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Summit, NJ 07901


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Look! Up in the Sky!

nee dellThe Summit Herald of August 30, 1929 reported that Chatham resident James Shea caused a stir in a speech before the Summit Kiwanis Club. He claimed that the Summit police discriminated against out-of-towners when enforcing traffic laws, but were more lenient with Summit drivers. Chief of Police John Murphy denied the allegation, and cited statistics from the past month showing that 19 Summit drivers had been charged for speeding or reckless driving in the past month, as compared to 5 from Chatham, 2 from Madison, and 1 from Morristown.

Early morning risers in Summit were startled by what seemed to be an especially loud truck, but the noise came not from the road but the sky. The airship Graf Zeppelin, all five engines roaring, flew swiftly over the north part of the city at low altitude, heading towards Manhattan.

The newly-opened Kay Food Shop advertised meat specials: rib roast 38¢/lb., boneless pot roast 42¢/lb., and leg of spring lamb 39¢/lb. Also on special: Maxwell House Coffee 45¢/lb., Campbell's soups 3/25¢, and granulated sugar 53¢/10 lb.

Fans of the Lackawanna baseball league looked forward to a weekend of exciting games, including matches between the Summit Red Sox and the Chatham Howitzers, the Millburn Blues, and the Maplewood Mapes.

The local movie theaters offered Lon Chaney as a railroad engineer in "Thunder" and the famous wonder dog Rin Tin Tin in "Frozen River," a drama about gold hunters in the far north.

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Letters from the Front

chandlerThe Summit Herald of August 23, 1918 published excerpts of letters from Summit boys serving overseas. Sgt. Eugene Burner of the 107th Infantry said that the food was filling, but not as good as at home, and that they ate mostly stew, canned corned beef, bread, and hard tack (jokingly called "dog biscuits"). Since arriving in France, they occasionally bought wine. Lt. Roy Underwood described his Fourth of July in France. He and another American Lieutenant, a liaison officer to the French military, were honored by the inhabitants of a local village. The mayor and other town officials led a procession which included the schoolmaster and his 40 students, dressed in white and carrying flowers. Sgt. Mayer Raskin wrote from "Somewhere in France" that being overseas had taught him the meaning of the true war spirit. All of the day-to-day work work in France was done by women, children, and old men, as all the young men were in uniform. Cecil Garis of the Signal Corps had the honor of hearing a speech given by General Pershing (he could not repeat the details) and felt that they had "Fritz on the run". Cpl. Nicholas Kenny of the 9th Infantry was wounded three times at the front lines. He kept going after the first two injuries, but a leg wound stopped him, and he spent three hours in a shell crater until he was rescued by an American officer escorting German prisoners. The prisoners were ordered to carry Kenny, which they did very carefully.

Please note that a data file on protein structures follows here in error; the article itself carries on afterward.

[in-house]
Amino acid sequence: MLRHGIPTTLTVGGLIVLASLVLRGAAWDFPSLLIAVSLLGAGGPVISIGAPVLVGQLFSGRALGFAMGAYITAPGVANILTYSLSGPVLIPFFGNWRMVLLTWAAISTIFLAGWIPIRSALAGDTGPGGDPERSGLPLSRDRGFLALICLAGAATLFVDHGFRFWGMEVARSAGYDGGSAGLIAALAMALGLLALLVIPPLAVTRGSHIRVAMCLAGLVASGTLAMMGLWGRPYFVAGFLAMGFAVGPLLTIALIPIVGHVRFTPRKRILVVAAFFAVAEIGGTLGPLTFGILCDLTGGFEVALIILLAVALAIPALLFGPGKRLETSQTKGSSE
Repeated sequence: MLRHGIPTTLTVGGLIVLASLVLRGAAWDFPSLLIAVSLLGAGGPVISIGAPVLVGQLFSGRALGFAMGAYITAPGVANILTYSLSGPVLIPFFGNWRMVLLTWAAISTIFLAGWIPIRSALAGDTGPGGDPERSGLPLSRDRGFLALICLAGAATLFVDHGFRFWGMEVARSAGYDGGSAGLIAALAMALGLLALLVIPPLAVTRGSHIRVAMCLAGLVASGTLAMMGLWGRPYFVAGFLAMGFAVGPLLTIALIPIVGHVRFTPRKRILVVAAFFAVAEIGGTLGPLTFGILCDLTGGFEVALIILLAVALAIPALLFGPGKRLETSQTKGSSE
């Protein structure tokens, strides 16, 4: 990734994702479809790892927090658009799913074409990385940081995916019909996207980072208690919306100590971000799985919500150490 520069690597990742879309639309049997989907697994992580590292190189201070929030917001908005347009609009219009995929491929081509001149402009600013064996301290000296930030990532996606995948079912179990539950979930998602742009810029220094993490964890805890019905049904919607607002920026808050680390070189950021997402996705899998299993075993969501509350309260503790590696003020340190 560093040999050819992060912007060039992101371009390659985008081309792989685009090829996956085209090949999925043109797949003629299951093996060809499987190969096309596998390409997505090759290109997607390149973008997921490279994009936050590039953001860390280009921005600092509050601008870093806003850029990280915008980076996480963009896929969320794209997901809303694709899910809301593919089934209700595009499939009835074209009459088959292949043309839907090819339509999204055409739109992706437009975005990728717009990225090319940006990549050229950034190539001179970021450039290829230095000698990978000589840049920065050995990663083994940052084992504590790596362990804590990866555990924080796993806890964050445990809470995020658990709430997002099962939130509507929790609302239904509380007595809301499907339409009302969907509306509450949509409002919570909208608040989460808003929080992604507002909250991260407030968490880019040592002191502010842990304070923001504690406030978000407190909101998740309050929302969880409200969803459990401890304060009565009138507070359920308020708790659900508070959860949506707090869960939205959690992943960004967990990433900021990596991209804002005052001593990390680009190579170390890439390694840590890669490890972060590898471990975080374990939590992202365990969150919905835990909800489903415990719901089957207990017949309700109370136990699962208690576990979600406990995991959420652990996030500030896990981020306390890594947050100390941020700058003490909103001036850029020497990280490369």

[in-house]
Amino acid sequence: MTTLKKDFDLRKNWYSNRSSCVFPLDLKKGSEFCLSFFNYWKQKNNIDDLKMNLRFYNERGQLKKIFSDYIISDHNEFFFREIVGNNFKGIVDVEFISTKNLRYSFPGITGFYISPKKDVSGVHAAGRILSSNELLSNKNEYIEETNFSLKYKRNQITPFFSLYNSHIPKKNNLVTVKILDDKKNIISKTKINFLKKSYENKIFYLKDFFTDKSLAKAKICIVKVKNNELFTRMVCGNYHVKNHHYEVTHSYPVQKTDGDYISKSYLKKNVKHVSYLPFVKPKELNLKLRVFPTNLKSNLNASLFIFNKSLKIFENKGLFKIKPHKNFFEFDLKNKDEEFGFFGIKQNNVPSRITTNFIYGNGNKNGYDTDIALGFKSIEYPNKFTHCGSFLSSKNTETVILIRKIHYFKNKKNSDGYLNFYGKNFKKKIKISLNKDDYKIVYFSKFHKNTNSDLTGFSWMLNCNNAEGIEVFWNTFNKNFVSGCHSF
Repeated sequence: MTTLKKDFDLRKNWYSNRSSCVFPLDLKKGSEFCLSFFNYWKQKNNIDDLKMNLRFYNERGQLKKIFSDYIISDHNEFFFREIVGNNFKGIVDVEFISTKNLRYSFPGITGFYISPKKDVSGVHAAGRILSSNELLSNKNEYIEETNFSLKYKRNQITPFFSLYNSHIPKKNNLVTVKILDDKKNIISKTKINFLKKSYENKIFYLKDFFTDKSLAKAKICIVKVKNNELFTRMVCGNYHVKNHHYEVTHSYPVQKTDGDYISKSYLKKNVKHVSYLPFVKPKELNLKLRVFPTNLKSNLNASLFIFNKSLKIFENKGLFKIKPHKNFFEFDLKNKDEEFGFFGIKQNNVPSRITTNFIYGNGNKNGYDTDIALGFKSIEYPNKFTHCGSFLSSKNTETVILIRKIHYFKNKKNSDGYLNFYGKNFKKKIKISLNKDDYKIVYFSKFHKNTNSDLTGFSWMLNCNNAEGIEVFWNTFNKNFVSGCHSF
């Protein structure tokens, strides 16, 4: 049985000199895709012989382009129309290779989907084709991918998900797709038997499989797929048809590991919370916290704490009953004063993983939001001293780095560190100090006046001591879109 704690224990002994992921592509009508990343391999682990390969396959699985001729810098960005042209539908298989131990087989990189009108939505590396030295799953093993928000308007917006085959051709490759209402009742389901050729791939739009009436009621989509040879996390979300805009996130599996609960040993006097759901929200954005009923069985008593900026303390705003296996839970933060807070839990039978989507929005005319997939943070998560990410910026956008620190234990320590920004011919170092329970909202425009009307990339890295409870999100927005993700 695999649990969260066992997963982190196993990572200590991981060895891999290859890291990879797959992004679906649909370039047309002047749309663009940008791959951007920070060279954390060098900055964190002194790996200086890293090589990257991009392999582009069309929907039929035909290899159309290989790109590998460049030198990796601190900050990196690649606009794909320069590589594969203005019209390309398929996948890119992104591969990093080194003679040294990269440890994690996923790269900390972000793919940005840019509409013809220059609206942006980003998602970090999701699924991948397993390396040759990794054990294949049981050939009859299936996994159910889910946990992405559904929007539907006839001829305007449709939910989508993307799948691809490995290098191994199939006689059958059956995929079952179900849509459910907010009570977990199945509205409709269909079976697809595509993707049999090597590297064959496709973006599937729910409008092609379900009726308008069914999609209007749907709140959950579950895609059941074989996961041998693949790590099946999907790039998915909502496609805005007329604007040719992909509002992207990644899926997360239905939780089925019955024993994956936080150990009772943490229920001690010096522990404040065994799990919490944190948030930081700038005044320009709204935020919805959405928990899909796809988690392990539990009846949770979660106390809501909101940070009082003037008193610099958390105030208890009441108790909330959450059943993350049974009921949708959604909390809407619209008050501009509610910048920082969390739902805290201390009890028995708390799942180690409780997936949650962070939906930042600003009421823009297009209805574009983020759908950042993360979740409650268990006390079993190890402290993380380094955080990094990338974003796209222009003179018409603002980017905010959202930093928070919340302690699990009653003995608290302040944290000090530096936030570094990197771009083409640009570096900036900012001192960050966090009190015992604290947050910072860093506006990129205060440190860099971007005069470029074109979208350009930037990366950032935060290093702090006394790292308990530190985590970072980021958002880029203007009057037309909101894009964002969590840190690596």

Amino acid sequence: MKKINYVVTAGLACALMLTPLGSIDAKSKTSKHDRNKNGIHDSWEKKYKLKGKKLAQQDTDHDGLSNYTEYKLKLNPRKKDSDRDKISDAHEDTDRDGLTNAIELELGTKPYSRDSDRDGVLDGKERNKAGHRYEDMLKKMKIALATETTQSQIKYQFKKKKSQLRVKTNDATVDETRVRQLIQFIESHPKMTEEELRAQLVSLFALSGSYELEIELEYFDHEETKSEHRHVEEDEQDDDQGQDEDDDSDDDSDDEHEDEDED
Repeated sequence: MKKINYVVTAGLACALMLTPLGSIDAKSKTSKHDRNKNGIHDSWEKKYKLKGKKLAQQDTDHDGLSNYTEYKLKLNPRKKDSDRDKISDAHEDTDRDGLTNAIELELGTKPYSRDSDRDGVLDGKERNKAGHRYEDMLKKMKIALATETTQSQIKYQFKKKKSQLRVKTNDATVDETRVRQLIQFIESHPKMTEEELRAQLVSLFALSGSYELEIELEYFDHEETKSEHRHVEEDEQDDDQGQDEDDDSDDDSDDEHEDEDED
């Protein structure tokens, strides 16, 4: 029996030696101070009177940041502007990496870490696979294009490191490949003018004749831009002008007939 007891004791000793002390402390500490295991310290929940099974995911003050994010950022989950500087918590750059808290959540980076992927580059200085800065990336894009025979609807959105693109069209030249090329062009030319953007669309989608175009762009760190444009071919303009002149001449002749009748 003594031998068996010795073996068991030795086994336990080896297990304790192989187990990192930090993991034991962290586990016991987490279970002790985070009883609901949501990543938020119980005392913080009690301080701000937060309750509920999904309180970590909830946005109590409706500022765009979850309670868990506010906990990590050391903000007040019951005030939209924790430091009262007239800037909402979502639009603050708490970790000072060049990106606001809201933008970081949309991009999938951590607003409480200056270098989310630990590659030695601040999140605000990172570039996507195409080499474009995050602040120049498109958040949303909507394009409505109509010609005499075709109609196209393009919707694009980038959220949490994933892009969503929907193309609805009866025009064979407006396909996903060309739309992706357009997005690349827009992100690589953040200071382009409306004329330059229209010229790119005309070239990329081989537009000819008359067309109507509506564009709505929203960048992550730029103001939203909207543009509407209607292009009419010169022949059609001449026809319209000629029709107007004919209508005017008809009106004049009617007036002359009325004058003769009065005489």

In order to help the war food supply, the Board of Health decided to allow the keeping of pigs in Summit, provided that the owners obtained licenses, and kept the sties clean. The Food Conservation Committee shared a wheat-saving recipe for rye bread. The Lyric Theatre announced a three-day showing of the photoplay, "To Hell with the Kaiser".

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The Man in Green Pajamas

franklin2The Summit Herald of August 16, 1929 reported that Stanley Van Cise, age 13, won the Union County Boys' tennis singles competition. Van Cise, a member of the Summit Tennis Club, did not lose any sets in the matches which he played over a two-day span at Warinanco Park in Elizabeth.

Summit residents were startled to see a young man walking around the business district wearing a pair of vivid green pajamas. John Hall had been a center on the High School's undefeated 1928 football team. He visited McElgunn's clothing shop, and learned from the owner that he had fine pajamas in stock which were not selling. Mr. McElgunn offered Mr. Hall a free pair of pajamas if he would advertise them by wearing them in public. Mr. Hall accepted the challenge, and attracted quite a lot of attention as he strolled around town, chatted with friends, and stopped into an ice cream shop for a coca-cola.

"The Woman Citizen" column by Anne Gilson urged women to read about the proposed Smoot-Hawley tariff legislation. She suggested that women should not evaluate the tariff based on how it would affect manufacturers or importers, but how it would affect their own household budgets.

The Library has a searchable database of local historical newspapers. Search or browse at: